Yet even he was working from a flawed understanding of the order. The Times tweet badly misled its audience, leading some to think, "WOW TRUMP BAD JEWS NO NATIONALITY." In reality, as one Twitter user explained, "title VI does not bar discrimination for religion, thus to stop anti-semitism on campuses judaism must be categorized as a national origin."

All the Trump-Is-Hitler outrage showed just how little of the actual article these partisans read.

Among those welcoming the order on Tuesday was Jonathan Greenblatt, the chief executive of the Anti-Defamation League, who said the group recorded its third-highest level of anti-Semitic episodes in the United States last year.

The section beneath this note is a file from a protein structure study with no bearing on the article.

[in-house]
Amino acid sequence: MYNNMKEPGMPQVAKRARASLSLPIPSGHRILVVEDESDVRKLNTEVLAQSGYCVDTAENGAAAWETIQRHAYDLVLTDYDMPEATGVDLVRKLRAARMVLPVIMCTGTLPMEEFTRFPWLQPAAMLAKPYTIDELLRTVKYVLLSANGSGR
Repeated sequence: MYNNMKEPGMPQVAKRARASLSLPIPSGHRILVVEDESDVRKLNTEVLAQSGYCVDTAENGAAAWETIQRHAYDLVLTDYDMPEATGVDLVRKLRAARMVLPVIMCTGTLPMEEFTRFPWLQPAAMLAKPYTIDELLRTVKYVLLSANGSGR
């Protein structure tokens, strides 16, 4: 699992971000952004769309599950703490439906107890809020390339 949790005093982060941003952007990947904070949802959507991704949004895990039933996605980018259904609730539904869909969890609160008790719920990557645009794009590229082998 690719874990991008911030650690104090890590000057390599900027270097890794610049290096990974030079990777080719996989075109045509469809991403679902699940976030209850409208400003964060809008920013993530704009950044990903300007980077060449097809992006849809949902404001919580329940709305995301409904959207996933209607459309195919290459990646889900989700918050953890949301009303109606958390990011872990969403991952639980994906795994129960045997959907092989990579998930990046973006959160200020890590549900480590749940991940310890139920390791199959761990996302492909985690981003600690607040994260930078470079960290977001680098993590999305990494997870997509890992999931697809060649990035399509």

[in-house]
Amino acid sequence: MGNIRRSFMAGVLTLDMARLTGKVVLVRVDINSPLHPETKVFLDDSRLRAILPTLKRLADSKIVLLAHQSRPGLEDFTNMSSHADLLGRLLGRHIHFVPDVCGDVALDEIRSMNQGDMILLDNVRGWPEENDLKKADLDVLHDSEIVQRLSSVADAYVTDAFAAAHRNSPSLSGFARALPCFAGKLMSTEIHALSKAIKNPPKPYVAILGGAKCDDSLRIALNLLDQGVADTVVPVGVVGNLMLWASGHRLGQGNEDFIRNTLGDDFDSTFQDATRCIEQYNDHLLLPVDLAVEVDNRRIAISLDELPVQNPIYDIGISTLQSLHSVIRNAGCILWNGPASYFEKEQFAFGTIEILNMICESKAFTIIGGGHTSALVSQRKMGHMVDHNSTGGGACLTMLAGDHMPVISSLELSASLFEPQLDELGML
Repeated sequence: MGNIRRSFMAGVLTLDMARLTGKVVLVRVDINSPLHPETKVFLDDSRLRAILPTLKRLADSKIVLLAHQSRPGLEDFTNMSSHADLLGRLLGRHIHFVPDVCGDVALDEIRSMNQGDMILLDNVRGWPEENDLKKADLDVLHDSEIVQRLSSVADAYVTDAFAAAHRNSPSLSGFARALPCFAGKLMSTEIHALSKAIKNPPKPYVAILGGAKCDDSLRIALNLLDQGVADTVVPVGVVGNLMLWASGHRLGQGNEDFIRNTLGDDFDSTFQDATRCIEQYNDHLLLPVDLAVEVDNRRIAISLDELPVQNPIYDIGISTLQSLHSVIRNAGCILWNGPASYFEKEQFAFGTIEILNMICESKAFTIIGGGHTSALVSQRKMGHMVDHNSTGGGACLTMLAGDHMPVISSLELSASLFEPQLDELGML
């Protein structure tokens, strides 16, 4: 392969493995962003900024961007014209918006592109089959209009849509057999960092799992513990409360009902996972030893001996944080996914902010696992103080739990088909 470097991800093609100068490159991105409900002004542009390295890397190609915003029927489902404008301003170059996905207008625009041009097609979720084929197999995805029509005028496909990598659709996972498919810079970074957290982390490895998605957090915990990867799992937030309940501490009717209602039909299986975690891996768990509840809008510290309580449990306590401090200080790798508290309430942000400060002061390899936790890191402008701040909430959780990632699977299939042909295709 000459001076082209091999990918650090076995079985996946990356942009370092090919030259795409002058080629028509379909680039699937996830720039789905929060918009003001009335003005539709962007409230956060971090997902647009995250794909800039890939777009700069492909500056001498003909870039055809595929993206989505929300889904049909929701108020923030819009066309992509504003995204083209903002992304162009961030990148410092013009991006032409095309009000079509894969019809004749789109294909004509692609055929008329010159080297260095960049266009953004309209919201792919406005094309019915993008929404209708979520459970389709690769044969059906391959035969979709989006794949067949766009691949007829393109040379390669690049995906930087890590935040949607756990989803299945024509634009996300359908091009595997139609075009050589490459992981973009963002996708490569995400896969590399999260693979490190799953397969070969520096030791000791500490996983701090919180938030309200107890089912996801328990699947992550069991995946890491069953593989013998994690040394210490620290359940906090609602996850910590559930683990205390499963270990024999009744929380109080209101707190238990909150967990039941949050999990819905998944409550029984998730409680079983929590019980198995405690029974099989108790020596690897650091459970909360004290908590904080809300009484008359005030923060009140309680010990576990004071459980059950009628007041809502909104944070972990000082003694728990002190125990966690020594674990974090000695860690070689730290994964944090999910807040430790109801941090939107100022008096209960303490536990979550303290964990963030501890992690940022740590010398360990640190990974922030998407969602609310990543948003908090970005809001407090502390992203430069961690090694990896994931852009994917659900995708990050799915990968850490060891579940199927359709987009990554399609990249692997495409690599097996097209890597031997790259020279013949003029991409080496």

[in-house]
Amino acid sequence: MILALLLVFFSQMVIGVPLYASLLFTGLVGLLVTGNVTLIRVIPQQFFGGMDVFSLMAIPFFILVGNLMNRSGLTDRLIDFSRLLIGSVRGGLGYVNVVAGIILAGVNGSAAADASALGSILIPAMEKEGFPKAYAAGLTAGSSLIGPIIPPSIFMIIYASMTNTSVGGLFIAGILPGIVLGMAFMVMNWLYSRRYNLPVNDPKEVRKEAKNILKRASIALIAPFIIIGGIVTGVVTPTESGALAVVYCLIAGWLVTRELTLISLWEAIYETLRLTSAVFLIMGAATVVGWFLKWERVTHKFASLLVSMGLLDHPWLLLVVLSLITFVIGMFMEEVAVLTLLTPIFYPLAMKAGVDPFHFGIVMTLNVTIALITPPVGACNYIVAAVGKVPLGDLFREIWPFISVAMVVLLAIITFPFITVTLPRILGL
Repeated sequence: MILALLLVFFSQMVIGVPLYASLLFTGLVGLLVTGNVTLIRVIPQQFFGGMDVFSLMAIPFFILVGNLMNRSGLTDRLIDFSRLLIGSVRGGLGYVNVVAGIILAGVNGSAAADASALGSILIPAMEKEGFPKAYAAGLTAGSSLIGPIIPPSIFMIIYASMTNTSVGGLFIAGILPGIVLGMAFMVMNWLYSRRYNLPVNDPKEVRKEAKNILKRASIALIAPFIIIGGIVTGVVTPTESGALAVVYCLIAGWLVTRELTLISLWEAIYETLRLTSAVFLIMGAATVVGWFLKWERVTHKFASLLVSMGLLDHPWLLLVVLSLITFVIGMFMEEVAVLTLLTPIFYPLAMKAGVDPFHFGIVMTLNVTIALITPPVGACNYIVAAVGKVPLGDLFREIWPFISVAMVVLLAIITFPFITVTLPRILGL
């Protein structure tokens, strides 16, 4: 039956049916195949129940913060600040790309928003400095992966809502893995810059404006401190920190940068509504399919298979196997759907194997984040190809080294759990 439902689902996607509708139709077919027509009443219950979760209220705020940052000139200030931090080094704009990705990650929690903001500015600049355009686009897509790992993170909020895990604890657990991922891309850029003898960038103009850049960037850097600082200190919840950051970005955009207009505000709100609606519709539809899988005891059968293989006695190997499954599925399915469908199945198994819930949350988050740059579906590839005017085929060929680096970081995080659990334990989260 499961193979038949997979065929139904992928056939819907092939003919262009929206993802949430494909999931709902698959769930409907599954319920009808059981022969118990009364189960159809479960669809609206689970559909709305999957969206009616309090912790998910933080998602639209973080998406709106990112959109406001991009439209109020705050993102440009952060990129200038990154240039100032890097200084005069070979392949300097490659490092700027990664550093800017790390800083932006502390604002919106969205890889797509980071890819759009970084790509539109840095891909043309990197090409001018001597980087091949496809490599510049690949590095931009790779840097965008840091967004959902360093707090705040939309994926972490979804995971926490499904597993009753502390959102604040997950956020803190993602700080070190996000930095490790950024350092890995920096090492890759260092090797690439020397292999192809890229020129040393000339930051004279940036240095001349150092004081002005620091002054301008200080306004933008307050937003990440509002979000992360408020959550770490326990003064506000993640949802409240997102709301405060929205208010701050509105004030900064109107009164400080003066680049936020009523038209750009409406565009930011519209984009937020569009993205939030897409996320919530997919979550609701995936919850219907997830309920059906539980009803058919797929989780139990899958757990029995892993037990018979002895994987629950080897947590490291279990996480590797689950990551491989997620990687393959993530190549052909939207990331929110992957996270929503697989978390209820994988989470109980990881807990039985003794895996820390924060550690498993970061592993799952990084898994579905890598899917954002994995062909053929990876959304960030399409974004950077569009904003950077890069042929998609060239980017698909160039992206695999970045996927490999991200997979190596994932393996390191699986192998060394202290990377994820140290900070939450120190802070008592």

"Of course we hope it will be enforced in a fair manner," he said. "But the fact of the matter is we see Jewish students on college campuses and Jewish people all over being marginalized. The rise of anti-Semitic incidents is not theoretical; it's empirical."

Huh. So, if Trump is Hitler, then is the ADL also Hitler?

The Times article also noted that Trump's executive order will be "essentially replicating bipartisan legislation that has stalled on Capitol Hill for years. Prominent Democrats have joined Republicans in promoting such a policy change at a time of rising tension on campuses over anti-Semitism as well as the Boycott, Divestment and Sanctions or B.D.S. movement against Israel."

Oh, and the executive order "stemmed from an effort spearheaded by Jared Kushner, [Trump's] son-in-law and senior adviser, who is the Jewish grandson of Holocaust survivors." Wait, so Holocaust survivors are also Hitler?